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James Grant in WSJ 9/19
Old 09-19-2009, 09:15 AM   #1
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James Grant in WSJ 9/19

A James Grant essay in the WSJ today is worth reading. He is an author and bond adviser and has been bearish for years - yet is tone now is uncharacteristically optimistic.

Read the article here From Bear to Bull: James Grant on Recession and Recovery - WSJ.com

Quote:
Americans are blessedly out of practice at bearing up under economic adversity. Individuals take their knocks, always, as do companies and communities. But it has been a generation since a business cycle downturn exacted the collective pain that this one has done. Knocked for a loop, we forget a truism. With regard to the recession that precedes the recovery, worse is subsequently better. The deeper the slump, the zippier the recovery. To quote a dissenter from the forecasting consensus, Michael T. Darda, chief economist of MKM Partners, Greenwich, Conn.: "[T]he most important determinant of the strength of an economy recovery is the depth of the downturn that preceded it. There are no exceptions to this rule, including the 1929-1939 period."
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Old 09-19-2009, 09:38 AM   #2
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Wow - that is indeed uncharacteristically cheery for Grant!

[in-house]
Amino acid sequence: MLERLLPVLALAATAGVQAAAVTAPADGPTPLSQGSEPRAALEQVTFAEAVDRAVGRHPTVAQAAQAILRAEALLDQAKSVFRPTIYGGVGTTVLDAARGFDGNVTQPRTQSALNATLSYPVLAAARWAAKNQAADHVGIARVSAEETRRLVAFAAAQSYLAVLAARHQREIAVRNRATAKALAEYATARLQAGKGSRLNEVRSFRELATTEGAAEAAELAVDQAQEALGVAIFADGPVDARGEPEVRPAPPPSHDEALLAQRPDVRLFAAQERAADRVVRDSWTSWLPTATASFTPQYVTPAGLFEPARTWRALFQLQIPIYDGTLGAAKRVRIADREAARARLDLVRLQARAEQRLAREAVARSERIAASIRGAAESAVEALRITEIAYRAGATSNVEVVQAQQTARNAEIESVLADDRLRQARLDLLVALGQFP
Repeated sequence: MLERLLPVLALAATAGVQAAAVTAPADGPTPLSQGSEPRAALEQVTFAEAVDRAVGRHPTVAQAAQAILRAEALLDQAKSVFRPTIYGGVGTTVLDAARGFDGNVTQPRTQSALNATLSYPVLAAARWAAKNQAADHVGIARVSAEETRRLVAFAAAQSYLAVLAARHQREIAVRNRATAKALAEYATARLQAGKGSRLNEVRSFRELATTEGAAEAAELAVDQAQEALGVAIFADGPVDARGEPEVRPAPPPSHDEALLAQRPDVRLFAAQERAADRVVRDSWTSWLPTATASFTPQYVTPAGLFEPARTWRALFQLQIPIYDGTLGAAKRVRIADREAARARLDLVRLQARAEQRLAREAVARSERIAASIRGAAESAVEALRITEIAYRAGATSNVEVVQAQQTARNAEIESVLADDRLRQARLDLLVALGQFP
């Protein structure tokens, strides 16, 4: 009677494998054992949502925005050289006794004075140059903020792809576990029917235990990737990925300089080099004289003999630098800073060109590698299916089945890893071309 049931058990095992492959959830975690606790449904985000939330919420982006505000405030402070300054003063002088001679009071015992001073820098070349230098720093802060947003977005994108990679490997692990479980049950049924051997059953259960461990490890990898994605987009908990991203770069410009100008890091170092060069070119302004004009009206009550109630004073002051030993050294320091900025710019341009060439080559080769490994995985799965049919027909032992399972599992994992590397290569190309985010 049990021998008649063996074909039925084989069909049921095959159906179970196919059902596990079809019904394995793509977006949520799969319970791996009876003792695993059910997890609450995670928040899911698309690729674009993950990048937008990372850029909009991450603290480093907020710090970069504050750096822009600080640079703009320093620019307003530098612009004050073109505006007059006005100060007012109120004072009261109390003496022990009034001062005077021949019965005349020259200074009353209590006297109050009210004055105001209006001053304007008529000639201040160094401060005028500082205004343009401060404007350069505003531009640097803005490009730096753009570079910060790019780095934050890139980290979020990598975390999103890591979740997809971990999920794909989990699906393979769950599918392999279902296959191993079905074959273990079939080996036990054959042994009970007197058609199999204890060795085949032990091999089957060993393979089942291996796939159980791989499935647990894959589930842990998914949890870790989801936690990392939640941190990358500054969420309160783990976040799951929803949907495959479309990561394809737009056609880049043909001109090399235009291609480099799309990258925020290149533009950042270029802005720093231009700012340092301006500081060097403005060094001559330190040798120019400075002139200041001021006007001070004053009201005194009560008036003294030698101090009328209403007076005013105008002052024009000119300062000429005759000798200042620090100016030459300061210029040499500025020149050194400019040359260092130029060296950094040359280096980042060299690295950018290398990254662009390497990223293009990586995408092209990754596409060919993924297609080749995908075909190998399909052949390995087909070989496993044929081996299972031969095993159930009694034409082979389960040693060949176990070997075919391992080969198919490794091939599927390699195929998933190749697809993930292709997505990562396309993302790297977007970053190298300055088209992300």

ECRI keeps predicting zippier and zippier numbers for the recovery too!

I believe one reason the downturn was so sharp (well, in addition to the extraordinary market shorting that drove the averages down) was that companies turned on a dime, cut way back, laid off probably too many people, because they expected the worst (probably due as much to the extreme drops in the market averages as to concerns over availability of future credit to fund operations). As a consequence, the surviving companies are super lean and it takes very little upturn in demand to generate large profits.

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Old 09-22-2009, 07:08 AM   #3
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If Grant is right and we have a sharp recovery what happens next will be interesting.Can the fed act in a timely manner to restrict liquidity and raise rates(risking a down turn) or are we headed for another bubble and more inflation? If history is any guide they'll wait to long and put off the day of reckoning as long as possible.Look out when that bubble pops.
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Old 09-22-2009, 12:07 PM   #4
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Quote:
Originally Posted by wolfbay View Post
If Grant is right and we have a sharp recovery what happens next will be interesting.Can the fed act in a timely manner to restrict liquidity and raise rates(risking a down turn) or are we headed for another bubble and more inflation? If history is any guide they'll wait to long and put off the day of reckoning as long as possible.Look out when that bubble pops.
Historically (at least during and since the Greenspan era), the Fed has been (a) too late to start reacting to changing conditions and (b) tending to "overshoot" when it finally does start easing and tightening.
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